[thelist] front end design: liquid design

Erika ekm at seastorm.com
Mon Oct 20 19:46:56 CDT 2008

Judah wrote:
> Under that paradigm it becomes easier for a user to scale your design,
> even fixed width, to the size that "works" for them on their monitor.

That's partly why I asked the question, I guess.  I am noticing that 
*some* of the browsers don't break web layout when you zoom like they 
used to...

I've also noticed sites such as ALA have gone to fixed width... and I 
suppose this is the place I should note that my definitions of these 
things is pretty rudimentary.  When I say "liquid," I'm generally 
thinking of flexible-width layout divs and sometimes other elements (I 
realize that people have created lots of sub-genres of fluid, and if I'm 
not fully up on that, my bad). To my mind, it's a ground rule that most 
or all fonts should be resizable.

Fixed-width divs seem to be more appealing to those with print-type 
sensibilities, which doesn't necessarily make it more "right" or "wrong."

I like the point Georg made about column-width being an important thing 
to consider.  (And his detailed notes about how to create a good fluid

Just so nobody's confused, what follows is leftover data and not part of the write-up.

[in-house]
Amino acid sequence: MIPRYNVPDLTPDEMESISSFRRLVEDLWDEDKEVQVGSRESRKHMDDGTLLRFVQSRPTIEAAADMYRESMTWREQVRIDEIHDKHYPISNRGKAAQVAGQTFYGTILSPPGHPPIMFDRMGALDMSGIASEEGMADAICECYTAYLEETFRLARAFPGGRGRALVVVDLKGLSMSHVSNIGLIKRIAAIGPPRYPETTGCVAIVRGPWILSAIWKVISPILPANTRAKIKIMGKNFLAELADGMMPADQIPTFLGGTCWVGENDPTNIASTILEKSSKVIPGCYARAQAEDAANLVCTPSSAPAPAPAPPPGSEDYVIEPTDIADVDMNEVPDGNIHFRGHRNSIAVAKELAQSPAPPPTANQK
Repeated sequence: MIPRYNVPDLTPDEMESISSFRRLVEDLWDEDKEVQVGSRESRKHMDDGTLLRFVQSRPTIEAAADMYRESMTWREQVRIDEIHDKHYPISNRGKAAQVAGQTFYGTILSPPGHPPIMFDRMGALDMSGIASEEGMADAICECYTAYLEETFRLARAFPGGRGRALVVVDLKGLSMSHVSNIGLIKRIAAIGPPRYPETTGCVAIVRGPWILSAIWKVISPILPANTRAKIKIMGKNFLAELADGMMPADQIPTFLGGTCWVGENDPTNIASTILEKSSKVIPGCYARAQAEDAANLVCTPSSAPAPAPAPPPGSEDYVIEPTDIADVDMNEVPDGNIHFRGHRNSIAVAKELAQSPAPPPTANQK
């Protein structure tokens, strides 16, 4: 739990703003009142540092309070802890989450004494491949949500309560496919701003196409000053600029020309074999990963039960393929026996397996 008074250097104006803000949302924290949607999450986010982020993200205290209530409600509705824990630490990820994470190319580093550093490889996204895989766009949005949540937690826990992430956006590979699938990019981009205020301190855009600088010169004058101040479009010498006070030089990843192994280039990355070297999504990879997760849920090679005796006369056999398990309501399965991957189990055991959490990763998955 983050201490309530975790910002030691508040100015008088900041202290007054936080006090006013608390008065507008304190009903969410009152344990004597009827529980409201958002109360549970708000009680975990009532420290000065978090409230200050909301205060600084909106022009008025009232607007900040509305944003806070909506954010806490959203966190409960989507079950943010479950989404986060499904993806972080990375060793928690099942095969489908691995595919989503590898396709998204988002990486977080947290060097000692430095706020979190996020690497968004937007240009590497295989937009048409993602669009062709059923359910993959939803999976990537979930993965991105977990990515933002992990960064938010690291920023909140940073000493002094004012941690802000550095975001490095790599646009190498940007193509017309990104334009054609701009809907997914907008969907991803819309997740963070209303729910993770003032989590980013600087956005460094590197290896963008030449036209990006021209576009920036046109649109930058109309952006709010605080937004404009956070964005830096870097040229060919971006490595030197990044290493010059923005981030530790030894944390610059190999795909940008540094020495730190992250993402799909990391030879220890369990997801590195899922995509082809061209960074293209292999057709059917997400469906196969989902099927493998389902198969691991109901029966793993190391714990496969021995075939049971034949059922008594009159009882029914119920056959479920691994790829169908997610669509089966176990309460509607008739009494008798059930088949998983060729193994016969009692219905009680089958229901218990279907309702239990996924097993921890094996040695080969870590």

What *I* like about fluid design:

1. it reminds me of the old days, before tables were widely used for layout.

2. I find it fun and playful in a way that fixed-width design is not.  I 
love setting a repeating background on an element and watching it 
stretch or shrink depending on how you size the window.  It's like a 
game of peekaboo. (I need to get a life, I know.)

3. Now that background-attachment works in most browsers, that's kinda 
fun to throw in the mix.

Yep.  For me, it's all about fun. But when deciding whether to design a 
site this way, it's largely about accommodating monitor sizes as well.

I don't think, Joel, that it is "more work" to make a fluid site.  It's 
just a different approach to design.

I appreciate people's willingness to take on an open ended question and 
elaborate.  I learn a lot from you.


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